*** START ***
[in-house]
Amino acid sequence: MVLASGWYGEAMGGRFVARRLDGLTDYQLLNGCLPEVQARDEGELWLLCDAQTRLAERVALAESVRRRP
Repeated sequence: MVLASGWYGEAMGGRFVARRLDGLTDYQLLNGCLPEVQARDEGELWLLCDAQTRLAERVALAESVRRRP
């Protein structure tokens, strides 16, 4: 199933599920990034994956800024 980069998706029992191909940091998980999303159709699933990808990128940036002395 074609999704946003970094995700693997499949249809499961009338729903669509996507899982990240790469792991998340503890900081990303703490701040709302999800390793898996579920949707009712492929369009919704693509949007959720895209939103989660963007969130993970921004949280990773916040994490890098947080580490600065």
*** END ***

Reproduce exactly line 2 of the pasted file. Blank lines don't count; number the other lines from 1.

Amino acid sequence: MVLASGWYGEAMGGRFVARRLDGLTDYQLLNGCLPEVQARDEGELWLLCDAQTRLAERVALAESVRRRP